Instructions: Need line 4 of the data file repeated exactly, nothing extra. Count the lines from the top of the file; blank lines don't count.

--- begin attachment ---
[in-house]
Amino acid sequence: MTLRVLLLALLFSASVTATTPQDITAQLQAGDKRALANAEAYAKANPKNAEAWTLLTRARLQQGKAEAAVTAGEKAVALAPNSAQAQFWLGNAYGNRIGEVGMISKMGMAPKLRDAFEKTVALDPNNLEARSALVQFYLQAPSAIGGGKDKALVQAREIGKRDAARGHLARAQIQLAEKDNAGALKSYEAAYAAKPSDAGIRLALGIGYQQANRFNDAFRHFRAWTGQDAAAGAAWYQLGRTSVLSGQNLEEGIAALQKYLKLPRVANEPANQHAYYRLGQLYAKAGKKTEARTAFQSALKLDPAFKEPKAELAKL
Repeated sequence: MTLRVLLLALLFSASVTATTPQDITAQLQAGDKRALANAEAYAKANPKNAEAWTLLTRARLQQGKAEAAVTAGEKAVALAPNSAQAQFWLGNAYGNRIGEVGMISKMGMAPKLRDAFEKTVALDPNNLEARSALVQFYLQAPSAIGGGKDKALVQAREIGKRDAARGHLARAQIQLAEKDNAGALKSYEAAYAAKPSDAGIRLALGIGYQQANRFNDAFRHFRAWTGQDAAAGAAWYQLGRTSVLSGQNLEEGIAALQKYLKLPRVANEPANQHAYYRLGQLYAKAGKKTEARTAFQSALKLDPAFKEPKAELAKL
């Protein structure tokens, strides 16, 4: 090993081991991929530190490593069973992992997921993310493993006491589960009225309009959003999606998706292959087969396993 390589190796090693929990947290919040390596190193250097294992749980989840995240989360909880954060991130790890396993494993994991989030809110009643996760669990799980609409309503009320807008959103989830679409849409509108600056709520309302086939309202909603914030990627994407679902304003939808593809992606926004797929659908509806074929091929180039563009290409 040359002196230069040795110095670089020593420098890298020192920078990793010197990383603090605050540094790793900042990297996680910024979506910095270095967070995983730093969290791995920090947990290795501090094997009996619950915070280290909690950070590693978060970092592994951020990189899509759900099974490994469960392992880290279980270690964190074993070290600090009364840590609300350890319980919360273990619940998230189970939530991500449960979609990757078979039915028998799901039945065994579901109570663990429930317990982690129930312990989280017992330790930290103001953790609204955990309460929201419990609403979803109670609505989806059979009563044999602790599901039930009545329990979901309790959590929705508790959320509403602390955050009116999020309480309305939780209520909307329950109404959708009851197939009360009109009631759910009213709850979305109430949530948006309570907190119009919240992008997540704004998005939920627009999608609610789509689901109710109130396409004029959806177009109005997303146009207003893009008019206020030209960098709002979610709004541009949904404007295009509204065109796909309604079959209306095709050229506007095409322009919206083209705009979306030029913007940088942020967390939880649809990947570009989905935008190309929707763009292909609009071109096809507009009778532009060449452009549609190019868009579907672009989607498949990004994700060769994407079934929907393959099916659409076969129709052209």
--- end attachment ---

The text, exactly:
């Protein structure tokens, strides 16, 4: 090993081991991929530190490593069973992992997921993310493993006491589960009225309009959003999606998706292959087969396993 390589190796090693929990947290919040390596190193250097294992749980989840995240989360909880954060991130790890396993494993994991989030809110009643996760669990799980609409309503009320807008959103989830679409849409509108600056709520309302086939309202909603914030990627994407679902304003939808593809992606926004797929659908509806074929091929180039563009290409 040359002196230069040795110095670089020593420098890298020192920078990793010197990383603090605050540094790793900042990297996680910024979506910095270095967070995983730093969290791995920090947990290795501090094997009996619950915070280290909690950070590693978060970092592994951020990189899509759900099974490994469960392992880290279980270690964190074993070290600090009364840590609300350890319980919360273990619940998230189970939530991500449960979609990757078979039915028998799901039945065994579901109570663990429930317990982690129930312990989280017992330790930290103001953790609204955990309460929201419990609403979803109670609505989806059979009563044999602790599901039930009545329990979901309790959590929705508790959320509403602390955050009116999020309480309305939780209520909307329950109404959708009851197939009360009109009631759910009213709850979305109430949530948006309570907190119009919240992008997540704004998005939920627009999608609610789509689901109710109130396409004029959806177009109005997303146009207003893009008019206020030209960098709002979610709004541009949904404007295009509204065109796909309604079959209306095709050229506007095409322009919206083209705009979306030029913007940088942020967390939880649809990947570009989905935008190309929707763009292909609009071109096809507009009778532009060449452009549609190019868009579907672009989607498949990004994700060769994407079934929907393959099916659409076969129709052209």